Use this URL to cite or link to this record in EThOS: http://ethos.bl.uk/OrderDetails.do?uin=uk.bl.ethos.599249
Title: An investigation of heavy vehicle suspension design
Author: Fu, T.-T.
Awarding Body: University of Cambridge
Current Institution: University of Cambridge
Date of Award: 1998
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Abstract:
This dissertation is concerned with the development of a systematic and quantitative method for evaluating designs. The method attempts to reduce the subjectivity of engineering design work. Heavy vehicle suspensions are used as the case study. A survey was sent to vehicle fleet operators in the UK, to acquire their perspectives and experience of suspension systems in operation. Chapter 2 provides detailed descriptions and analyses of the survey results. Chapter 3 specifies a baseline vehicle, standard conditions, and vehicle models for the use in the database analyses, performance simulations, and suspension evaluations which follow. Chapter 4 analyses a database of heavy vehicle suspensions, established by the University of Michigan Transportation Research Institute, to investigate the current performance levels and common design features of various suspensions. Chapter 5 gives details of vehicle modelling work, which includes the development of analytical procedures to simulate suspension performance and associated lifetime costing procedures. They constitute the basis for design evaluation. Sensitivity analyses are performed to reveal the effects of changes in suspension parameters on system performance. Chapter 6 investigates tools and methods for predicting fatigue damage of systems subjected to broad-band stress spectra, and the corresponding lifetime maintenance costs. A new cost-benefit approach for the evaluation of heavy vehicle suspensions is proposed in Chapter 7, on the basis of the frame-work provided in previous chapters. "Function structures" and a design specification for this type of suspension are presented. A comparison of the new evaluation approach with a traditional evaluation method is made. Four conventional suspensions are investigated using this new approach to reveal their relative benefits and costs.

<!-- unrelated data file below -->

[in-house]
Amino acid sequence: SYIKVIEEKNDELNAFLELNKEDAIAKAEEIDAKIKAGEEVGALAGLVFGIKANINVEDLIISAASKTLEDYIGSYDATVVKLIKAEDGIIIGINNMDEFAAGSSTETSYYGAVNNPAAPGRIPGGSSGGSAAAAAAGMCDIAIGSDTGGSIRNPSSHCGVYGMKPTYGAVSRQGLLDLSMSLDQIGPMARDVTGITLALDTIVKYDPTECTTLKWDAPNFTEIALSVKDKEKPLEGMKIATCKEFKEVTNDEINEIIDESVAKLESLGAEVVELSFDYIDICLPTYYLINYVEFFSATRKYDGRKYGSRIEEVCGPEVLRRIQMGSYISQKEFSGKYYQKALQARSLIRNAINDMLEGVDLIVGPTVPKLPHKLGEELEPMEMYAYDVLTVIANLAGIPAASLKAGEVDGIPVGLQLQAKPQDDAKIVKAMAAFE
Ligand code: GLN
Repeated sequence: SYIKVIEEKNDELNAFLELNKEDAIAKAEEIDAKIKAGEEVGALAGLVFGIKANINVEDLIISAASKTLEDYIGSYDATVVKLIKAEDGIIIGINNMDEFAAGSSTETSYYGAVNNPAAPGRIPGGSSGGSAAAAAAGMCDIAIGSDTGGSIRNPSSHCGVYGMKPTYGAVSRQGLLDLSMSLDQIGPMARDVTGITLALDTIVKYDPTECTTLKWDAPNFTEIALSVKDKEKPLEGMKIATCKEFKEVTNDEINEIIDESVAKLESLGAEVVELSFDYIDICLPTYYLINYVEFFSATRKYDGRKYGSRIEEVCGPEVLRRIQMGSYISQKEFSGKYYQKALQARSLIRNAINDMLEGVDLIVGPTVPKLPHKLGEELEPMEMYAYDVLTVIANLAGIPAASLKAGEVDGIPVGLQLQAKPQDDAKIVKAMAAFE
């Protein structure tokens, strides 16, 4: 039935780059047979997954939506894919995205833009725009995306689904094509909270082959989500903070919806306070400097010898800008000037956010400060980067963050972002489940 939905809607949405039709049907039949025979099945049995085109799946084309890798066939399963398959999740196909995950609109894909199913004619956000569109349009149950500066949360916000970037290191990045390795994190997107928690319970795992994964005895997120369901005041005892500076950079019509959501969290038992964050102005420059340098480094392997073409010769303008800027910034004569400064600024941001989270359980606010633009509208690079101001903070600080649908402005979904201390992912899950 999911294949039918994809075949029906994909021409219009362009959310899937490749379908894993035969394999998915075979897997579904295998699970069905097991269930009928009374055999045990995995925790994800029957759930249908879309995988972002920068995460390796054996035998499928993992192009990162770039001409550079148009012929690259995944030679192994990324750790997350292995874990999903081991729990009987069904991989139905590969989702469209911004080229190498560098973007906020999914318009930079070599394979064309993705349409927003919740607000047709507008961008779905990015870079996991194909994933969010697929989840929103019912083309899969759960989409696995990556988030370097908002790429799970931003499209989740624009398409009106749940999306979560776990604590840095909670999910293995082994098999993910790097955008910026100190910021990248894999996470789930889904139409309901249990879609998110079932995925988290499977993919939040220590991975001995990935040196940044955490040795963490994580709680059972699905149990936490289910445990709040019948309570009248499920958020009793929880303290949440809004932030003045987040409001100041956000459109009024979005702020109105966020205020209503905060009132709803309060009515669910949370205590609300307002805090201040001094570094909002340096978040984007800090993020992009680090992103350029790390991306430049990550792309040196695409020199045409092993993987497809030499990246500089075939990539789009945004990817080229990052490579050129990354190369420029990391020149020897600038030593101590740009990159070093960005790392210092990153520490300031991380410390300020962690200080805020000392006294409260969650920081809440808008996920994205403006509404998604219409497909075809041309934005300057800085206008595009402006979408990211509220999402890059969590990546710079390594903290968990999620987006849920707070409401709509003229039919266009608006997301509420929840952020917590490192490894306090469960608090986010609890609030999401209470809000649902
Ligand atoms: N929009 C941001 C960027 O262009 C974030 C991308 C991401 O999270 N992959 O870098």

Supervisor: Not available Sponsor: Not available
Qualification Name: Thesis (Ph.D.) Qualification Level: Doctoral
EThOS ID: uk.bl.ethos.599249  DOI: Not available
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